LONDON (Reuters) – There aren’t many years you can effectively write off economic growth forecasts for a quarter and leave markets unperturbed – but welcome to 2021.
Investors are once again training their sights beyond second and third waves of the pandemic even as they busily mark down first-quarter growth and earnings assumptions and cross their collective fingers and toes that often extremely hesitant vaccine rollouts do eventually work by midyear.
“It’s darkest before dawn” is the mantra from many economists and politicians but there’s more than a few nerves about just how dark and whether the light will be quite as bright as first thought.
On Wednesday, the World Health Organization warned that a second year of the pandemic “could even be tougher given the transmission dynamics”.
And with many of Europe’s biggest economies locking down hard again amid new waves and new strains of the virus over the new year period, the slow trajectory of mass vaccination through mid-year and beyond make the new dawn seem ever more distant.
Italy’s state of emergency looks set to persist into April, Germany is debating whether to keep stiff restrictions in place through the first quarter too, and in echoes of last March Britain has effectively shut down its economy again until at least mid February.
The worldwide death toll from COVID-19 is fast approaching 2 million with more than 90 million recorded cases of infection. Then there’s the virus variants from Britain, South Africa and now Brazil, reported to be far more contagious and spreading fast.
Even China – first in and out of the pandemic last year – is seeing a rise in new infections and shutting down selected cities and regions yet again this month.
For investment firms, optimism surrounding vaccines, post-election U.S. fiscal spending after a Democrat sweep of Congress and the White House and persistent central bank support foster long-running recovery bets despite the still raging, shape-shifting virus. World stocks and bonds remain at record highs.
But forecast downgrades for the first three months of the year are also coming thick and fast – even as faith in the coming ‘boom’ persists.
KEEPING THE FAITH
JPMorgan slashed Italy’s first quarter gross domestic product growth forecast to zero this week. It expects euro zone GDP to contract at a 1% annualized rate over the same period, with a whopping 9.5% contraction in Britain.
Deutsche Bank economist Sanjay Raja also saw a double-dip UK recession in Q1 of some 1.4% year-on-year and said that despite “light at the end of the tunnel” from the vaccine rollout, the recovery would be bumpy and further hampered by the realities of Brexit on trade and migration from Europe.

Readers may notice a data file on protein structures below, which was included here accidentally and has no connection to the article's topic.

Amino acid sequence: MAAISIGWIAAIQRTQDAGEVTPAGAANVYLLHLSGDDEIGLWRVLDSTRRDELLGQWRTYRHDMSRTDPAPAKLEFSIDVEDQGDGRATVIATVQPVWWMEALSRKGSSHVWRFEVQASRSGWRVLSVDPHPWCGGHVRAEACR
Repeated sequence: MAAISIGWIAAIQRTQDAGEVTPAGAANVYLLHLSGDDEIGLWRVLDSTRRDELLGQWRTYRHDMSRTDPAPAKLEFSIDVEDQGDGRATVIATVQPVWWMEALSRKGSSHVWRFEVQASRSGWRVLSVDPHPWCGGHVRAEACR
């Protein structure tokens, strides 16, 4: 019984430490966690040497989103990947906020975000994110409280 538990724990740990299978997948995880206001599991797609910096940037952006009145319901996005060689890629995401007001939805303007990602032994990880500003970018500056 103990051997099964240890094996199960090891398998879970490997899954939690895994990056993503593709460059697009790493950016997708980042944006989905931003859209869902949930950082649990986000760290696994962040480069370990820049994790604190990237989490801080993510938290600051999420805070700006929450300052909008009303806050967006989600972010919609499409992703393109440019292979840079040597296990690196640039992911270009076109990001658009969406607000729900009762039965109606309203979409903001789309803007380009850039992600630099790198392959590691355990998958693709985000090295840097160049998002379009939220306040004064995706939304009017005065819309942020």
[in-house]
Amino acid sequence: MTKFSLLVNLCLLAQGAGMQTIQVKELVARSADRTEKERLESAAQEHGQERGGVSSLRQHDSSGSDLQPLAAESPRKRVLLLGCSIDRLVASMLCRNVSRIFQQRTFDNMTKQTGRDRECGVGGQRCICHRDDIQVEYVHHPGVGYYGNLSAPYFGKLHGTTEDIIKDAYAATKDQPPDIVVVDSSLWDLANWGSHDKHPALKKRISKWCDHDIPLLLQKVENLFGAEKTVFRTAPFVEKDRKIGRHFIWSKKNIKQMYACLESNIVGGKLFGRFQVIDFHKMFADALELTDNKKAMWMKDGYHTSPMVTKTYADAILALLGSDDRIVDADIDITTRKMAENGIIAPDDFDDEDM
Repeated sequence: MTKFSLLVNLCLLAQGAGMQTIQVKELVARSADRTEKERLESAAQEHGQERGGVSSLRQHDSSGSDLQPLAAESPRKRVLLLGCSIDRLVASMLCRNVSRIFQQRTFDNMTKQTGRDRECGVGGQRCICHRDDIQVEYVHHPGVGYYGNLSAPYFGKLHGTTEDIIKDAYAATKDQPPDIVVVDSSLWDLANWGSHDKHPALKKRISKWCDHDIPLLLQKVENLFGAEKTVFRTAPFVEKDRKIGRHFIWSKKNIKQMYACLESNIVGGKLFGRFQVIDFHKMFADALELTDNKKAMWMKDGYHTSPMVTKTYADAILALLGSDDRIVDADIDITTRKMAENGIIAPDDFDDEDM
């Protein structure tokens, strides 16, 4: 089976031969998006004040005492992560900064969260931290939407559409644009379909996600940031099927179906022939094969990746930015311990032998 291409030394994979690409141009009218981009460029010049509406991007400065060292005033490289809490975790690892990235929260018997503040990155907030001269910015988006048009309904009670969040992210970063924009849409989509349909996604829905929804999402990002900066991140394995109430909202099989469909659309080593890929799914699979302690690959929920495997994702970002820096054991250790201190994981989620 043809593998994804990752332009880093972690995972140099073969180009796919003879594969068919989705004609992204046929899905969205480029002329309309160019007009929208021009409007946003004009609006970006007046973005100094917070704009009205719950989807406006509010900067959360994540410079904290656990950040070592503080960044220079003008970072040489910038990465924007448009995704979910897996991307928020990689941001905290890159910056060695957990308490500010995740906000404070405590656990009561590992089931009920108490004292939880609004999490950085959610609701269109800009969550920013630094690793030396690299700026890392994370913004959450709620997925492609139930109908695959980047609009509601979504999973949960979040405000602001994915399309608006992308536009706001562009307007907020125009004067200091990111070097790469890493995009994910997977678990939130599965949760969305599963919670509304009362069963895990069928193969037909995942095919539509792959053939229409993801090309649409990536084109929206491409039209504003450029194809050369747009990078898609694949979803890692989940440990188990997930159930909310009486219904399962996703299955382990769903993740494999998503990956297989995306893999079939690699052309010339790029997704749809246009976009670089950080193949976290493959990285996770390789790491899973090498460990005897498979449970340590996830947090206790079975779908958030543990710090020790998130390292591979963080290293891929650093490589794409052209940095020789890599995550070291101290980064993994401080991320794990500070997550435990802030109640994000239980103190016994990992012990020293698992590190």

But it could get worse, he said.
“Given the emerging scale of the third wave, our initial expectations may be too optimistic,” Raja told clients, adding there could be additional downside of up to 2 percentage points.
“Should restrictions extend beyond mid-February, there will be a more pronounced impact on the growth outlook.”
Consensus forecasts for European annual corporate profit growth north of 40% for the first quarter look optimistic to say the least – even if that bounce is just shuffled to subsequent quarters.
New year gloom is partly offset by the fact that 2020’s global GDP outcome was not as bad as many initially feared and economists assume companies and consumers are coping better with restrictions this time around. Citi’s economic surprise index for the G10 major economies has been consistently positive since June and for emerging economies since August.
Germany’s economy managed to avoid shrinking in the fourth quarter despite new lockdowns, for example. And even though Commerzbank expects a Q1 contraction there, it’s sticking with full-year forecasts of about 4.5% growth.
Despite its dire Q1 predictions, JPMorgan only trimmed its full year forecasts for the euro zone to 5.5% from 5.8%.
The United States, distracted by politics for a couple of months, appears to have mainly avoided new lockdowns – even if mobility indicators dropped again in December, according to Barclays.
Faith in the coming boom seems almost unshakeable.
Goldman Sachs and Morgan Stanley stuck by their forecasts for a 6.4% rebound in world growth this year – more than compensating for the 3.7% slump in 2020 and both above the 5.3% median call by private forecasters.
“We expect the global economy to enter the next phase of its V-shaped recovery by reaching its pre-Covid-19 GDP path by 2Q21,” said Morgan Stanley’s Chetan Ahya, adding he expects the sharp rebound from March/April onwards.
HSBC too reckons: “The tunnel may be deeper and darker, but there is light at the end of it.”
And yet the longer it all drags on, the more uneasy investors get about so-called economic “scarring” – long-term unemployment, corporate balance sheet problems and pent-up debt defaults in certain sectors, economic policy fatigue, job insecurity and more persistent pre-cautionary cash holdings among household and companies.
Policy activism will keep markets afloat but as Carmignac managing director Didier Saint George said this week: “the return to normal somehow keeps receding from view.”
(by Mike Dolan, Twitter: @reutersMikeD. Charts by Morgan Stanley, Thyagu Adinarayan and Ritvik Carvalho; Editing by Kirsten Donovan)